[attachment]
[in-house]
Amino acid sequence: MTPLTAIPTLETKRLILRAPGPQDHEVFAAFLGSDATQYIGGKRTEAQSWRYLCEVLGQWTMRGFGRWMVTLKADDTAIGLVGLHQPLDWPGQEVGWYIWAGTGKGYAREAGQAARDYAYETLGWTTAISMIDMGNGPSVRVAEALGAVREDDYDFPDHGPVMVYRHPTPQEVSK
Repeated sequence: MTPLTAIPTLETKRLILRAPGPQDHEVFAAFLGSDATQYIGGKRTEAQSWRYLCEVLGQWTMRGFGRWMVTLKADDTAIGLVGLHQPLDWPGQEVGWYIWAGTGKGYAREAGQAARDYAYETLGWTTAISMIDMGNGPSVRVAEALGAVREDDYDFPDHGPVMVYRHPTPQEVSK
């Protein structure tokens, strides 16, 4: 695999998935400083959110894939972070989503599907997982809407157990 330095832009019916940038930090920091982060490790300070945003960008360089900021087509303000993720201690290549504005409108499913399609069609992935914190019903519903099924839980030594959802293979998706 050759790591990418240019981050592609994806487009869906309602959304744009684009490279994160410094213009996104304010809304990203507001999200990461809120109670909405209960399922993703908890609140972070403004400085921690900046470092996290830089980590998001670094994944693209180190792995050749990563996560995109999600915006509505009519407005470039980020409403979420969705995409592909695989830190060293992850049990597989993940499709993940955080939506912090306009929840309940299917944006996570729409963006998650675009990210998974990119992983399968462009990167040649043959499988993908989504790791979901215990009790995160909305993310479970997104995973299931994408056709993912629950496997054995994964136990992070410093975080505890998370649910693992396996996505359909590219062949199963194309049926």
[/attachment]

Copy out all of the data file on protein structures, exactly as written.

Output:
[in-house]
Amino acid sequence: MTPLTAIPTLETKRLILRAPGPQDHEVFAAFLGSDATQYIGGKRTEAQSWRYLCEVLGQWTMRGFGRWMVTLKADDTAIGLVGLHQPLDWPGQEVGWYIWAGTGKGYAREAGQAARDYAYETLGWTTAISMIDMGNGPSVRVAEALGAVREDDYDFPDHGPVMVYRHPTPQEVSK
Repeated sequence: MTPLTAIPTLETKRLILRAPGPQDHEVFAAFLGSDATQYIGGKRTEAQSWRYLCEVLGQWTMRGFGRWMVTLKADDTAIGLVGLHQPLDWPGQEVGWYIWAGTGKGYAREAGQAARDYAYETLGWTTAISMIDMGNGPSVRVAEALGAVREDDYDFPDHGPVMVYRHPTPQEVSK
């Protein structure tokens, strides 16, 4: 695999998935400083959110894939972070989503599907997982809407157990 330095832009019916940038930090920091982060490790300070945003960008360089900021087509303000993720201690290549504005409108499913399609069609992935914190019903519903099924839980030594959802293979998706 050759790591990418240019981050592609994806487009869906309602959304744009684009490279994160410094213009996104304010809304990203507001999200990461809120109670909405209960399922993703908890609140972070403004400085921690900046470092996290830089980590998001670094994944693209180190792995050749990563996560995109999600915006509505009519407005470039980020409403979420969705995409592909695989830190060293992850049990597989993940499709993940955080939506912090306009929840309940299917944006996570729409963006998650675009990210998974990119992983399968462009990167040649043959499988993908989504790791979901215990009790995160909305993310479970997104995973299931994408056709993912629950496997054995994964136990992070410093975080505890998370649910693992396996996505359909590219062949199963194309049926």